Becoming a successful entrepreneur is a challenge for anyone — particularly for women and minorities. A workshop at Washington University in St. Louis July 25 aims to correct that by providing resources for women and underrepresented groups that can assist them in evaluating ideas and moving forward.
Sponsored by WUSTL’s Skandalaris Center for Entrepreneurial Studies, with support from the National Science Foundation (NSF) Partners for Innovation program, “Diversity as a Catalyst for Innovation in the Sciences: Connecting Women and Underrepresented Innovators to Regional Resources” begins at 7:30 a.m. Monday, July 25, in the Charles F. Knight Executive Education Center on the Danforth Campus.
Registration for the workshop, including a small fee, is required at diversityandinnovation.eventbrite.com.
“Our aim is to connect women and other minority groups with resources that can help them get their ideas off the ground,” says Kenneth A. Harrington, managing director of the Skandalaris Center. “This seminar will be a forum for people to get assistance, evaluate their ideas and find partners with common goals. We’re bringing several regional resources together in one place to talk about how the region can support entrepreneurship among women and underrepresented groups.”
As part of the workshop, the center will publish and make available online a guidebook of resources available to innovators and entrepreneurs to connect them to existing innovation support systems in the St. Louis region.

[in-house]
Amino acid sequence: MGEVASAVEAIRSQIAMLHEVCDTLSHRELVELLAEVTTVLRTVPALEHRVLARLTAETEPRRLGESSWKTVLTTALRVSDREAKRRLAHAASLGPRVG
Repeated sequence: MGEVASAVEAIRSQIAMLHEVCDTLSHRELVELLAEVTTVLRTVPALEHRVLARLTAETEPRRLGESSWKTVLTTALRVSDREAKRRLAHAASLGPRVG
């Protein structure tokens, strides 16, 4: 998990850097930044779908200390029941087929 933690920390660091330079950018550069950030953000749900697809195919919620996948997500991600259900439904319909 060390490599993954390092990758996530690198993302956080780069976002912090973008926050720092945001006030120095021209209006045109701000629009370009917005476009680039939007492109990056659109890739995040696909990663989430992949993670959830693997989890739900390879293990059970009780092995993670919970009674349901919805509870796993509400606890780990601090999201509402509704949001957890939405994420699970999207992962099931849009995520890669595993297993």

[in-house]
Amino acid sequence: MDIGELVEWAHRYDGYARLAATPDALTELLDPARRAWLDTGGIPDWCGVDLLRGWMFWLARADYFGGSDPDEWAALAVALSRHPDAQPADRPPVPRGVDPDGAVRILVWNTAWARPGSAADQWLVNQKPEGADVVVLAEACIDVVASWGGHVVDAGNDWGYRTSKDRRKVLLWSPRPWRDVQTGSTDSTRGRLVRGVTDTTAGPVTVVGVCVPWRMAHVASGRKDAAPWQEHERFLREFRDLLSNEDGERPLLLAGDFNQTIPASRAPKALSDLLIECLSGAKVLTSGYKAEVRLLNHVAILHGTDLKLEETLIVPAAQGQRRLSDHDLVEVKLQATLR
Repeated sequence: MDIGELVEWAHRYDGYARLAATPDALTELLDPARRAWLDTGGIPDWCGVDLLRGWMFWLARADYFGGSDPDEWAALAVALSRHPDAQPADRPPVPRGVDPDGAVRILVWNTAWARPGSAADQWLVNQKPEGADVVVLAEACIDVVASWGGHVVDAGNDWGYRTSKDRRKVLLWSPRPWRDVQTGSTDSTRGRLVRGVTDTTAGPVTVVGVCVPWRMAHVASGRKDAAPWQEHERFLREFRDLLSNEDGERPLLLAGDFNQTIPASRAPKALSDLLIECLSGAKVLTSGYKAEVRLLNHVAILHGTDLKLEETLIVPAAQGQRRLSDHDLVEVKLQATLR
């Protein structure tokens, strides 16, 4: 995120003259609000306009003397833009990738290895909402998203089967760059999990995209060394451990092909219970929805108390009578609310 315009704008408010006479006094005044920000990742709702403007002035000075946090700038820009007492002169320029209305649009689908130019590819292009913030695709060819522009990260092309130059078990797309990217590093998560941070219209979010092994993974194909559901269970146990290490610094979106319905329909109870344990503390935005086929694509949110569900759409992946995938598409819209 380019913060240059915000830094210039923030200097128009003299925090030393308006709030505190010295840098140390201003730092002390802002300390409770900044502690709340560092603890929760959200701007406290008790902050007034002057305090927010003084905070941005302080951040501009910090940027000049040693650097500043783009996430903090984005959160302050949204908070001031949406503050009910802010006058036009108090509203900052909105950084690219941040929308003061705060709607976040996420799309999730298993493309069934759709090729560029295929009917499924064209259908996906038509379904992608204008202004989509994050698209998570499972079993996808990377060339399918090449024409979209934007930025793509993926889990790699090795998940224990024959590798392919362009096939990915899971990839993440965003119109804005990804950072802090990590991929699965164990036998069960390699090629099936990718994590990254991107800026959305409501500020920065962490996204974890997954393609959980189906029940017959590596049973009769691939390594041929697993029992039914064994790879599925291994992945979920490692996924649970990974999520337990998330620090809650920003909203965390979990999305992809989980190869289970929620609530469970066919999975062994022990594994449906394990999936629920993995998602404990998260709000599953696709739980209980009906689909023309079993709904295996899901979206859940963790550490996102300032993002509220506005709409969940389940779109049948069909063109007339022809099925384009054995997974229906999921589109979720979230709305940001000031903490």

The workshop offers three learning tracks for ideas related to energy and environment, information technology, and biotechnology, as well as a fourth track for entrepreneurs who are further along with their idea and wish to pursue Small Business Innovation Research (SBIR) grant funding.
The keynote speaker is Brenda Newberry, retired chair and founder of the Newberry Group, who will present “Why Innovation and Diversity are Critical to the St. Louis Region: Reflections from a Real Entrepreneur of St. Louis.”
The workshop will conclude with an IdeaBounce event, featuring 15 science entrepreneurs pitching their ideas followed by a reception and a dinner, all sponsored by Wells Fargo Advisors.
Innovate St. Louis mentoring service is also providing support for the workshop.
“We are expecting nearly 150 people to attend and we’re excited about the potential for interaction and learning at the workshop,” Harrington says. “We’ve had great support from the NSF, Wells Fargo and from Innovate St. Louis. We hope this gathering of regional and national leaders will cause new relationships and build momentum for other events supporting women and minority science entrepreneurs in the Midwest.”
For more information or to register, visit sc.wustl.edu/Events/Pages/diversity.aspx.